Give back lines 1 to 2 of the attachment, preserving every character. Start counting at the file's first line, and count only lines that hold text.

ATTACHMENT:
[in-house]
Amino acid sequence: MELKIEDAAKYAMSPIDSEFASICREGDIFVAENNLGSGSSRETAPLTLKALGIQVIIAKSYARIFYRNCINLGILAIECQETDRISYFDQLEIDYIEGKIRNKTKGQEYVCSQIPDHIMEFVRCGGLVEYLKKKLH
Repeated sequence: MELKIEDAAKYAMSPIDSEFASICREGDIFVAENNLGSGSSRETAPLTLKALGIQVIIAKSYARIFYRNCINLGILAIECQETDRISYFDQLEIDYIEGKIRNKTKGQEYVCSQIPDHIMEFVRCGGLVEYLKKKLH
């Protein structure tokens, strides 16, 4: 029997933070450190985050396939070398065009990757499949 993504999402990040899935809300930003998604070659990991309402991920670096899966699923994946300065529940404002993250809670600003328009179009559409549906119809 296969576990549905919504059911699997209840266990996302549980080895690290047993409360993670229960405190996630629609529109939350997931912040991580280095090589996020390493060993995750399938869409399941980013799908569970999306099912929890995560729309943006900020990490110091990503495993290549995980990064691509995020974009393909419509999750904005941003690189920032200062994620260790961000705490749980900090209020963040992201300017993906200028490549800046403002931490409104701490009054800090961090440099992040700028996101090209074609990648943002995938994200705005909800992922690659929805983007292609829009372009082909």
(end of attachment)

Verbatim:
[in-house]
Amino acid sequence: MELKIEDAAKYAMSPIDSEFASICREGDIFVAENNLGSGSSRETAPLTLKALGIQVIIAKSYARIFYRNCINLGILAIECQETDRISYFDQLEIDYIEGKIRNKTKGQEYVCSQIPDHIMEFVRCGGLVEYLKKKLH